In “Meditation at Lagunitas” Inverness poet Robert Hass, wrote: Each particular erases from the clarity of a general idea... and the more I try and define it, the more it gets erased. Or the lake waters, ruffled by an offshore wind, churn and muddy the idea until I’m left adrift on a small boat and the oars are commas separating things and worlds. A collision of rock and thought, the sea beckoning. Yeats was a young man when he wrote that most anthologized of poems, “Lake Isle of Inishfree”; he later wanted to take it back, calling it a fraud, but there it was, published for the world to see. An artifact. He wanted to control it, master it, but poetry isn’t like that. It has its own hidden agenda. As does the poetry of witness. It’s more like a Nantucket sleighride—you just hold on for dear life and come out into another world inhabited with the testimony of strange juxtapositions.

UC Berkeley professor emeritus, Julian Boyd, said that when English was codified in the 17th c.: the Siamese twins “will” and “shall” were severed from each other—as an Anglo bishop put it: the correct use of “will” and “shall” which separates men from beasts—was established. He was referring to that quare Hiberno-English usage of Will you be having a bit of coal on the fire now? versus the right proper: Shall I put more coals on the fire?  ...using language to  scientifically establish Anglo superiority over the Irish who were little better than “beasts of burden.” Language as a weapon. My grandmother said: Tír gan teanga, tír gan anim: a country without a tongue is a country without a soul—the Irish idea of revenge is to use the language of the enemy against him. Joyce, Beckett and Wilde—bearing hard witness on the properties of the English language come to mind.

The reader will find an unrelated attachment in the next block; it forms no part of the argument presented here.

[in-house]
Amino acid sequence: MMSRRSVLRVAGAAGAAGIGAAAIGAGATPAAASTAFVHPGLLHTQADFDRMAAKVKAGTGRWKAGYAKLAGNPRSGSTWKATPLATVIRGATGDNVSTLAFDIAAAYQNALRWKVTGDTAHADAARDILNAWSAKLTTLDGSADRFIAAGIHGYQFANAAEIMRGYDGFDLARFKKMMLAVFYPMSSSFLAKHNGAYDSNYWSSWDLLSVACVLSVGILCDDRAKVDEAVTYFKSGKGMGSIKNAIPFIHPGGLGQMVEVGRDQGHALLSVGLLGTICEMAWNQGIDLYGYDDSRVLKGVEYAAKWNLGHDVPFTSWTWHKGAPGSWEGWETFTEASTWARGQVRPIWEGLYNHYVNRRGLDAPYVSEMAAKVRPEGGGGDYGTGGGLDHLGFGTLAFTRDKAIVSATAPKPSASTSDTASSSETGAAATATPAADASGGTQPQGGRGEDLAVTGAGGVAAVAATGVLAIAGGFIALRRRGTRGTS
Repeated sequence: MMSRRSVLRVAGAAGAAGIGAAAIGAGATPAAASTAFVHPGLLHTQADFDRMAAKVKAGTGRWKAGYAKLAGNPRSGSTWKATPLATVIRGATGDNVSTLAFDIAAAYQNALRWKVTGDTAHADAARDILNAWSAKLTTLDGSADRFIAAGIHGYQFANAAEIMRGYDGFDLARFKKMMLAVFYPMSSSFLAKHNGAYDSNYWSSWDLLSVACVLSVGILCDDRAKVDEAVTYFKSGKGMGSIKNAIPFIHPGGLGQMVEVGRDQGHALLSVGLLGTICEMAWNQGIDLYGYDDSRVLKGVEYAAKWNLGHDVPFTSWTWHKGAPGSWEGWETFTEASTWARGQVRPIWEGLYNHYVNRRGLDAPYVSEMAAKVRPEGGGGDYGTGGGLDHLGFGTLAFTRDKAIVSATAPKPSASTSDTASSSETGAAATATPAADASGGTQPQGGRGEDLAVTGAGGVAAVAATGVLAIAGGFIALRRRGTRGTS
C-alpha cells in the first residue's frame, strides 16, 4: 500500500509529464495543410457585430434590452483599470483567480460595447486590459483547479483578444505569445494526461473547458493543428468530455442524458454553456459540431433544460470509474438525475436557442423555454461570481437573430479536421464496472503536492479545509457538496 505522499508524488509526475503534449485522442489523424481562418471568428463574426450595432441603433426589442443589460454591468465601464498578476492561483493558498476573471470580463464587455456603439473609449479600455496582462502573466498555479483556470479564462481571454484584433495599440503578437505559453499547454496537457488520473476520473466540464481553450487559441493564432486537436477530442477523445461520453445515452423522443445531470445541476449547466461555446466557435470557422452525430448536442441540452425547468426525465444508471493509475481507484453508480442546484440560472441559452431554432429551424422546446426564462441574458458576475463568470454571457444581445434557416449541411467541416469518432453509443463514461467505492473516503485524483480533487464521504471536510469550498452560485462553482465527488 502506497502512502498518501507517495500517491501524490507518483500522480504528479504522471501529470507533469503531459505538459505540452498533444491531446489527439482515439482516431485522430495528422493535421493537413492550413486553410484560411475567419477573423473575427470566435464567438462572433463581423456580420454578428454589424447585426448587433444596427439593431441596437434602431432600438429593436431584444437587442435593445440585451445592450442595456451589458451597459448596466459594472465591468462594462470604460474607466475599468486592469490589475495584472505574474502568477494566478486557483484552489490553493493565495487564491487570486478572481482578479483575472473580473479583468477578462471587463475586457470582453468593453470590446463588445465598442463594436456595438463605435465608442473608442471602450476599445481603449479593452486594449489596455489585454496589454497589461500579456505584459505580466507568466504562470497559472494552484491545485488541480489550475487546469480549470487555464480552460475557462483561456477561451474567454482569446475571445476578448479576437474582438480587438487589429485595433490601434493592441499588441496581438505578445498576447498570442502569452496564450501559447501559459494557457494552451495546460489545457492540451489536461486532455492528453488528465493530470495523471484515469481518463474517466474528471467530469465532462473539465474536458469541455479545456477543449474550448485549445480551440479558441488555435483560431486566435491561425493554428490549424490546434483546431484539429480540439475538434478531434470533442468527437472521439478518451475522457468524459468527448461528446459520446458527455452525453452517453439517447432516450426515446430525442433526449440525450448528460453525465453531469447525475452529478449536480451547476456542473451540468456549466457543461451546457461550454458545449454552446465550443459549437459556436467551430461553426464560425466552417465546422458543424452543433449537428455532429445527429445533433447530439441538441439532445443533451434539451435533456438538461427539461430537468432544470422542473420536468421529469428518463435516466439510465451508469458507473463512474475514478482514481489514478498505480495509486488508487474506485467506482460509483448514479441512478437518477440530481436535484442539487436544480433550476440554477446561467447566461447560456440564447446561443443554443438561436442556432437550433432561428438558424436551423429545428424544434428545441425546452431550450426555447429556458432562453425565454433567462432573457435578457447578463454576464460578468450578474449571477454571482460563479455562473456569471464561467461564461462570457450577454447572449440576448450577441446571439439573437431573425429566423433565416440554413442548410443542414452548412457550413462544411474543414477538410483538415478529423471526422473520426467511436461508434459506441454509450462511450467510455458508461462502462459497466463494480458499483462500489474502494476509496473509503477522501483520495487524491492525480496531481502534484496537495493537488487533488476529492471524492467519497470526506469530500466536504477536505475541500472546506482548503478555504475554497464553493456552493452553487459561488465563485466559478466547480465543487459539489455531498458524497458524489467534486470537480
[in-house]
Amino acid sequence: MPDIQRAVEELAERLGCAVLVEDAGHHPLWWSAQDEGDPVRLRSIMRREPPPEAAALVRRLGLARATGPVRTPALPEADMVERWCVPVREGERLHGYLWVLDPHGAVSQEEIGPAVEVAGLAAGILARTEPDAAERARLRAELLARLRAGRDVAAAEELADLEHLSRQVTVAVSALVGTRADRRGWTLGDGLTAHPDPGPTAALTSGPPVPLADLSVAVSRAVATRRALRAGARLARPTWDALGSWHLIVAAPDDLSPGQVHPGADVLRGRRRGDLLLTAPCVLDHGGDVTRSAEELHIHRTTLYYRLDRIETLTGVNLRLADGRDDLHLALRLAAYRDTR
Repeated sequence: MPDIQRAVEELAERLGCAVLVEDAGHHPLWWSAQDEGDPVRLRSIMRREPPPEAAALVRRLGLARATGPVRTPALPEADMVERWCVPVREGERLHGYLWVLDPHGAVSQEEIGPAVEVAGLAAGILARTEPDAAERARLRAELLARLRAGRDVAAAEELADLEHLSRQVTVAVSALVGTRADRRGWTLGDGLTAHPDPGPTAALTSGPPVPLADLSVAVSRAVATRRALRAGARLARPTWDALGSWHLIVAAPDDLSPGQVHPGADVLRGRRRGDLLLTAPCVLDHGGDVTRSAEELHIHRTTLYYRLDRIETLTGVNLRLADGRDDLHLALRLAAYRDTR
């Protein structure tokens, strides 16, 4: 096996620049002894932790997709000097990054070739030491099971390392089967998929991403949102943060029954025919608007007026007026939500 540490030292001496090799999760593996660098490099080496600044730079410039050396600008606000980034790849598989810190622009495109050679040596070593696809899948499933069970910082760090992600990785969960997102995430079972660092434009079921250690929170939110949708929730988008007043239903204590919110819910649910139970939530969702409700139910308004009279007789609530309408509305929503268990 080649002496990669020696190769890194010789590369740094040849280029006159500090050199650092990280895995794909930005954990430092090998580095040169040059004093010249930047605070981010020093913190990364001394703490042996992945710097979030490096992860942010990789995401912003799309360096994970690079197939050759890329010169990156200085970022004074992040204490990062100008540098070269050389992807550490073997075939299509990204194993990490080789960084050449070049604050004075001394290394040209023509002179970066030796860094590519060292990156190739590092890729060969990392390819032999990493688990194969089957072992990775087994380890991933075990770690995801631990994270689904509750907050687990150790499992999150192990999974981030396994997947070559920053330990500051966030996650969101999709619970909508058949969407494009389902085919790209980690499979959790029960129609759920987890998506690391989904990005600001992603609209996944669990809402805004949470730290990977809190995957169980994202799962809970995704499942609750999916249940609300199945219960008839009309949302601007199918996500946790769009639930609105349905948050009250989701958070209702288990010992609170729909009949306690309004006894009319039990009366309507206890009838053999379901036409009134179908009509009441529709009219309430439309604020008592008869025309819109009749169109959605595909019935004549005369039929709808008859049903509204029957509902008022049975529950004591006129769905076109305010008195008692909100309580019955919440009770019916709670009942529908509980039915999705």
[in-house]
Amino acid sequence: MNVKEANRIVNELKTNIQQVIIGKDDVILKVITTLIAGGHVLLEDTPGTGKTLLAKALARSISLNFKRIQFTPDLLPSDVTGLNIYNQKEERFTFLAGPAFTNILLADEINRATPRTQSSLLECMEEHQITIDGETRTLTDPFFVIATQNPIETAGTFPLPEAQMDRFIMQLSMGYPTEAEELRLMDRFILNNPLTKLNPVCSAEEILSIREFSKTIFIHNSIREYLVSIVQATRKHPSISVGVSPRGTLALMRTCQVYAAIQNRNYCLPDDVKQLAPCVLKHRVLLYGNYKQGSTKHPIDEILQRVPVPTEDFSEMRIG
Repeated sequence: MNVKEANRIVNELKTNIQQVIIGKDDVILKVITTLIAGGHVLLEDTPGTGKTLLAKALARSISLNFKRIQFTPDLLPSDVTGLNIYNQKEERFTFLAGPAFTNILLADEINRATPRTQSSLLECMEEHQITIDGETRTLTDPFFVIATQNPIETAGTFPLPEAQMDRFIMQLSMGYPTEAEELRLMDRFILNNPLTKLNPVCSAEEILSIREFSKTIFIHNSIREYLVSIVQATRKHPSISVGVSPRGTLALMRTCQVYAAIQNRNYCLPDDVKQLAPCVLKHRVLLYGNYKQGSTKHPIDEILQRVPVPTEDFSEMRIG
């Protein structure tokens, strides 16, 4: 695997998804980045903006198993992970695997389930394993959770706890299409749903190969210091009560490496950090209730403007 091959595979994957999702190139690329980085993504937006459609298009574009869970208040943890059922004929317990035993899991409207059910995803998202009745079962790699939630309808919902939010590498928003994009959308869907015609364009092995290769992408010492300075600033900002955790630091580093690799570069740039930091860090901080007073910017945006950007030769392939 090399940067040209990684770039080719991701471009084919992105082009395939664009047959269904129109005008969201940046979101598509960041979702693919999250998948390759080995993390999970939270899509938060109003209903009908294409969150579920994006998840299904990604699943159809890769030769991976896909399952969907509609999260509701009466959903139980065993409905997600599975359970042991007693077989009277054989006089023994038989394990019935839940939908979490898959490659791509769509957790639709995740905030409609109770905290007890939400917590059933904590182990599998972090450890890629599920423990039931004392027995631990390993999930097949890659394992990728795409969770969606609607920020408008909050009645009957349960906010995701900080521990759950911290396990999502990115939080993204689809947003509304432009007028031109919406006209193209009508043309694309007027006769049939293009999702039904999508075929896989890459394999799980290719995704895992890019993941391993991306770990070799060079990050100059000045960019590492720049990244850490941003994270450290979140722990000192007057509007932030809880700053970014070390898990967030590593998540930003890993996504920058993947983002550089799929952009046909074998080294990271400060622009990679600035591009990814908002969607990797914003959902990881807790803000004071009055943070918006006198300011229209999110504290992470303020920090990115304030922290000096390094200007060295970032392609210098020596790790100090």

English distinguishes between desire, belief and intention: most other languages don’t. Will = duty /oath/ promise/ belief; versus Shall = intention/prediction/desire. The ability to dream and manifestation/ implementation of will... I will live alone in a bee-loud glade... A performative speech act of free will is “to witness.” This process happens between the act of witness and the place where the origin of words forms a semiotics that we happen to call reality. What Aristotle called praxis: doing/action. The only sentences that matter are T/F; everything else is religion or poetry.